Gangs of London
What the hell is wrong with the quality assurance in Sony’s London Studio? Do they spend entire days in the pub? It sure looks like it, because the London boys once again deliver a horribly mediocre mess, filled with blatantly obvious technical flaws. Thought The Getaway: Black Monday was bad? This one’s worse…
At first, Gangs of London seems to offer quite a bang for its buck. It offers both a story mode, a free-roaming mode (with numerous things to do), a turn-based strategy mode, a number of pub mini-games and a game-sharing mode. However, as you’ll read further on, nothing is particularly fun. It’s all painfully average at best.
Let’s start with the mini-games, arguably the best part of the game. You kan play skittles, darts, 8-ball or arcade (which is basically Snake). They’re pretty addictive, have a nice learning curve and should keep you busy for some time. And you can play them through ad hoc Wi-Fi if you want. The free-roaming mode is a mess. You can choose between several ways to play it; Free Drive and Cause Havoc are pretty self-explanatory, The Knowledge is a dumbed-down version of Crazy Taxi, Riot Control has you subduing a rioting mass of people, in Getaway, you have to run from the police and Speed Trap forces you to stay above a set speed. There’s nearly no incentive to keep playing, since the basic game mechanics are so seriously botched.
Take the camera for instance. Because the PSP only has one analogue stick, you can’t change the perspective. This wouldn’t have been such a problem if the basic stance were any good. And it’s not. Even when it’s not stuck behind walls, the camera nearly always fails to give you a good view of the action. Often, you will be shooting enemies (or they will be shooting you) you never saw coming. Closely related are the troublesome controls. You move around with the stick, but if you want to shoot someone, you’ll need to lock on to your foe. Most of the time, the game will choose the wrong one (Murphy’s law kicks in way too often in Gangs of London), which leaves you desoriented (and let’s the other one have some potshots at you). When you’re aiming, you’re also forced to strafe around, which is painstakingly aggrevating in close quarters, since you’ll be hitting walls and obstacles the entire time. And don’t even get me started on the terrible stealth mechanics…
The AI routines have must have been written on a rainy Monday morning, because they’re a total mess. Both enemies and team members alike have a nasty habit of getting stuck behind walls, and simply standing in the middle of a crossfire, waiting to get shot. Taking cover? Never seen a friendly or enemy gang member do it in all my sessions. Your gang members are also good at simply ignoring or disobeying your orders (after a while, you simply won’t bother anymore). In the story mode, they’re supposed to get better after a while because of some sort of experience system, but even if they do, I haven’t seen it.
It wouldn’t have been a The Getaway game (okay, semantically, it isn’t, but we all know better, don’t we?) without vehicles. And just like pretty much all of the game, their handling Sucks -capital S!-. Is it really that hard to implement decent car physics? If Rockstar can pull it off with GTA: Liberty City Stories and Vice City Stories, why can’t Studio London do it? The vehicles all drive like bricks. Their cornering is god awful and hitting a pole causes you to stand still immediately, even if you hit it at around 80 km/h (50 mph for our Anglo-Saxon friends)!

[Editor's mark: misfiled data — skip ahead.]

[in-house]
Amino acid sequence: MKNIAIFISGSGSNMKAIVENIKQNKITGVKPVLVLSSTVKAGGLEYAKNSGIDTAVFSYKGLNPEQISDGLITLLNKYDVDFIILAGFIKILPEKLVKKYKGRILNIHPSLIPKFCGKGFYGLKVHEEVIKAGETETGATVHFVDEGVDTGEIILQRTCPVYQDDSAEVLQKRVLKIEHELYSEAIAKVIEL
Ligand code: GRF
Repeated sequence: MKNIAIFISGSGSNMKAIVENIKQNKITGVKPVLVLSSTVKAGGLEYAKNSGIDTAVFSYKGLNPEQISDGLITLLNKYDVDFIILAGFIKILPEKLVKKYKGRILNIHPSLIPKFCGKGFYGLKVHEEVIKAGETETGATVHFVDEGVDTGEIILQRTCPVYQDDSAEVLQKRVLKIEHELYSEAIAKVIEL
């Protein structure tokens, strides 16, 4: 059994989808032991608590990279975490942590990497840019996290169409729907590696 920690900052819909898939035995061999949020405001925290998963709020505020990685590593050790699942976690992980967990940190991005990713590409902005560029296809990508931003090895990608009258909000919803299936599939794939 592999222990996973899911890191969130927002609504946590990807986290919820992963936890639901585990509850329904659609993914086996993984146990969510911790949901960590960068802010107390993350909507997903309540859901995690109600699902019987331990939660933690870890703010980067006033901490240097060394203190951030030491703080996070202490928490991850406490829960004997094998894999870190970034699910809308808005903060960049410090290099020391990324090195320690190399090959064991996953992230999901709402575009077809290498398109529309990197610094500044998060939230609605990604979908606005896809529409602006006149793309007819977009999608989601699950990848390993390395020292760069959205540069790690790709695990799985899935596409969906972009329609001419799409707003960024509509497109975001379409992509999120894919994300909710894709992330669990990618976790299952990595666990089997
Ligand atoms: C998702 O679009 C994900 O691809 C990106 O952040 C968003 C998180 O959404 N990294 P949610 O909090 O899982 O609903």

Completing the game shouldn’t take you more than four hours on the normal setting. Most missions are over in barely two to three minutes (I’m not kidding!). There’s no storyline between missions, you basically complete your tasks, expand your territory until you win. The missions are all dull and repetitive. Assaulting a warehouse? Defending some important bloke? Chasing cars (no Snow Patrol pun intended)? Been there, done that. Should you feel a strange urge to continue playing this mess, you can try the aforementioned mini-games and free-roaming mode, but there’s also a turn-based strategy mode. In each turn, you can do three different things, but it all boils down to recruiting extra members, moving them and taking over enemy turf. Plain and simple, but boring as hell.
Gangs of London only shines when it comes to audio. The game’s voices are exquisitely done. Though the number of f*cks, c*nts and sh*ts is approaching critical levels, it adds to the realism. The music isn’t bothersome and sound effects are crisp. The graphics in the game are nothing to scoff about. The textures are bland and don’t even come close to those on the PS2. The game sometimes suffers from inexplainable framerate drops (that last for the rest of the level!), has countless clipping errors and features sloppy animations. The only good thing is the sheer size of London. You’ll recognize the most important locations immediately. This is nice feat for a handheld game.
But then again, what’s the use of having a huge world if it’s not enjoyable. Everything in this game lacks good ideas and finishing, save for the voice-acting. There are tons of great games on the PSP now, so you shouldn’t bother with this one. If you’re looking for a great free-roaming action game, just go buy Grand Theft Auto: Vice City Stories